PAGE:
You just never know what you'll find around here. This evening, while playing in the yard and water, the kids found owl pellets. They were in T.S.'s "field"--the area around the tree stumps that will someday be a flower bed. The kids were way excited to find it.
We have an owl that lives in the old house next to ours. You can hear it screeching at night. We think the owl must have perched in a tree in our yard. They used the tongs to pick the pellets up and put it in the plastic bag. You really shouldn't touch owl pellets as they can be pretty nasty.
For those of you who don't know, owls eat their prey whole--feathers, bones, skin and all. The parts that are indigestible are later regurgitated in the form of a pellet. We identified a rat skull, jaw bone and leg bone just by glancing at ours. Biologists can study owl pellets to determine what small animals, birds and rodents are in an area. I used them when I taught 5-6th grade science to learn about the food chain. The pellets used in class are bought from biological supply companies and have been sterilized. We could sterilize ours (so we could tear it apart and see what all the owl ate) by baking it in the oven--but that would make the house stink.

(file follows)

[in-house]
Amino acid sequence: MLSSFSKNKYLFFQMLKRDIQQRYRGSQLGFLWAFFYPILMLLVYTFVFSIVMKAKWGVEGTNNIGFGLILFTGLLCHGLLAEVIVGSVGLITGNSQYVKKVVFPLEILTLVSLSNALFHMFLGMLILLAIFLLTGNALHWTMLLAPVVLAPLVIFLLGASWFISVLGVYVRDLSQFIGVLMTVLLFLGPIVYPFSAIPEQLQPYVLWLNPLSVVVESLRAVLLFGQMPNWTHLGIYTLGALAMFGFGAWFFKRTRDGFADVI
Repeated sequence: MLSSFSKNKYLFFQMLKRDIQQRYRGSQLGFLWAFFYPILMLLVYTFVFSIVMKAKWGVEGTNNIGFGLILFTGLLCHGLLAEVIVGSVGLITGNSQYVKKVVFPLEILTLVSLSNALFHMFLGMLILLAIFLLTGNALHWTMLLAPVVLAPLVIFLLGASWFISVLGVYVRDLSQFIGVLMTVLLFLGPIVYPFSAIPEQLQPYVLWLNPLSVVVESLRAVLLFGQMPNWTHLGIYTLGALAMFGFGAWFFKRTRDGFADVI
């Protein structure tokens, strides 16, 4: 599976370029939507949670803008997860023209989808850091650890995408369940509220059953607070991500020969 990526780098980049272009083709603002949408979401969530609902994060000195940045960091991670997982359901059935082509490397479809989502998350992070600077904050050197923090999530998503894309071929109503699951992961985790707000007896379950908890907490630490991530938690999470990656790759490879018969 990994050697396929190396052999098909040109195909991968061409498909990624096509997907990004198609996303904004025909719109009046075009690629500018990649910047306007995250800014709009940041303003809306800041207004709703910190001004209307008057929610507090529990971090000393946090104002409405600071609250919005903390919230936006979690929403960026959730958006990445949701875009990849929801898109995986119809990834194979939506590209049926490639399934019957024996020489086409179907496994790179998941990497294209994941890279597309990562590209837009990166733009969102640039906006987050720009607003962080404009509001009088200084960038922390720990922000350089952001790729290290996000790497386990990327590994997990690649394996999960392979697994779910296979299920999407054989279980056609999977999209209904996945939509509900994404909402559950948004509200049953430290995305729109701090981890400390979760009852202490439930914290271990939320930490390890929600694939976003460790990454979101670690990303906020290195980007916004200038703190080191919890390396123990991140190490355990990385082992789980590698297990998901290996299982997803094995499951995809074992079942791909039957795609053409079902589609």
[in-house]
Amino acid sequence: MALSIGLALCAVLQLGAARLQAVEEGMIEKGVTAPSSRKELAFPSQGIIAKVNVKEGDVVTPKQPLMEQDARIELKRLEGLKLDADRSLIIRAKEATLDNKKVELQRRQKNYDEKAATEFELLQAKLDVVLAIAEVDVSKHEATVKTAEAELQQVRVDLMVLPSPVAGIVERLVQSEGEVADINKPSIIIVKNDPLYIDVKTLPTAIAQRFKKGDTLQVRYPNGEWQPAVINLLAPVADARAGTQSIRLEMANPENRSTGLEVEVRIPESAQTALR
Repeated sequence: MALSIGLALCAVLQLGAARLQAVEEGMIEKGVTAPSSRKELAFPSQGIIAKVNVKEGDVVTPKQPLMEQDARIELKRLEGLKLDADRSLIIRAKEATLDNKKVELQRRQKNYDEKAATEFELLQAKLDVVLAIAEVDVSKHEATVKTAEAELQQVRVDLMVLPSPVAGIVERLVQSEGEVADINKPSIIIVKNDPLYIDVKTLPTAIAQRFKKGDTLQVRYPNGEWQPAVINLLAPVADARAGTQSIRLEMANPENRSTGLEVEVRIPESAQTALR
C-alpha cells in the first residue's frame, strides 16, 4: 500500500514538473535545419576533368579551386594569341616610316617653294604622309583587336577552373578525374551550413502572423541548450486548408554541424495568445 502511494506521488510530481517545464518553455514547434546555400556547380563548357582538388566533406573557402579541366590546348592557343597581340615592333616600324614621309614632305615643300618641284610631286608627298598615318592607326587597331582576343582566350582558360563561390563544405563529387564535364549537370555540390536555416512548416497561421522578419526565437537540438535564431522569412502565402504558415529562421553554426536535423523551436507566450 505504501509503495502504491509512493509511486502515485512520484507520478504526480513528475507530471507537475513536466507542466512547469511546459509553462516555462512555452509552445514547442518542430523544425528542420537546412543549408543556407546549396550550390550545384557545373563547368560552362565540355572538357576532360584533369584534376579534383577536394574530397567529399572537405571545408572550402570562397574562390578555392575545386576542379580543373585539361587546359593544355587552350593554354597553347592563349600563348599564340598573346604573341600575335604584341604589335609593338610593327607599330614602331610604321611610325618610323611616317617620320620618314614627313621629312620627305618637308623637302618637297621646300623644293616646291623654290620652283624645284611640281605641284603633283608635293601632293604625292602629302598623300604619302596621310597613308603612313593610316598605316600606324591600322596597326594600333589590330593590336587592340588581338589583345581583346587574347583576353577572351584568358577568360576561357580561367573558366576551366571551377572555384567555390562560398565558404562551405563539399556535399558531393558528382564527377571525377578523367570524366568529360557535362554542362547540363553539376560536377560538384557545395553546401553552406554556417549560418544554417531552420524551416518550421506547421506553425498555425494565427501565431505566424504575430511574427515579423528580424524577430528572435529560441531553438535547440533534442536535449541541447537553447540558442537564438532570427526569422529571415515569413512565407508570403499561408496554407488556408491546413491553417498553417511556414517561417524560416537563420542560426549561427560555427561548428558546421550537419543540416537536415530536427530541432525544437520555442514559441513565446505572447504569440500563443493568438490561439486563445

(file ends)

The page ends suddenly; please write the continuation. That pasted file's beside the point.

Okay, so those of you who know me know I just couldn't leave it at that. Here is a WAY COOL site to go to. You can do a virtual dissection of an owl pellet and really see what I have tried to explain. Way cool site for science teachers because it has all kinds of information on birds--the different types of feathers, etc. It even has quizzes to take after you have read the info.